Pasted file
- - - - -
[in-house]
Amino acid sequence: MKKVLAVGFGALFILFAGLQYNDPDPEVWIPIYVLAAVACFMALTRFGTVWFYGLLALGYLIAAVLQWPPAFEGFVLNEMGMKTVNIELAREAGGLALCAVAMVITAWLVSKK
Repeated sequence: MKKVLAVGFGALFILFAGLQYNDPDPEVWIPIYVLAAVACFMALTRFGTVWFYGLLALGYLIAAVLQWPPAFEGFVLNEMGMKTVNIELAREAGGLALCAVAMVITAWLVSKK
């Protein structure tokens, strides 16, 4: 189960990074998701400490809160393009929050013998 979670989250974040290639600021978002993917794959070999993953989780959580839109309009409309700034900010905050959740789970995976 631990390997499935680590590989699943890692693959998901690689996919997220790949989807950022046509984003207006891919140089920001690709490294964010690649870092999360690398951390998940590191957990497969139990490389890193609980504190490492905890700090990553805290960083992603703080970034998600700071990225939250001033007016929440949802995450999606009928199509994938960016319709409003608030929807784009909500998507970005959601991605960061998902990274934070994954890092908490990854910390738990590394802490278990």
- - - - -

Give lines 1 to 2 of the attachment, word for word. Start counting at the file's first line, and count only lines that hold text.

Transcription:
[in-house]
Amino acid sequence: MKKVLAVGFGALFILFAGLQYNDPDPEVWIPIYVLAAVACFMALTRFGTVWFYGLLALGYLIAAVLQWPPAFEGFVLNEMGMKTVNIELAREAGGLALCAVAMVITAWLVSKK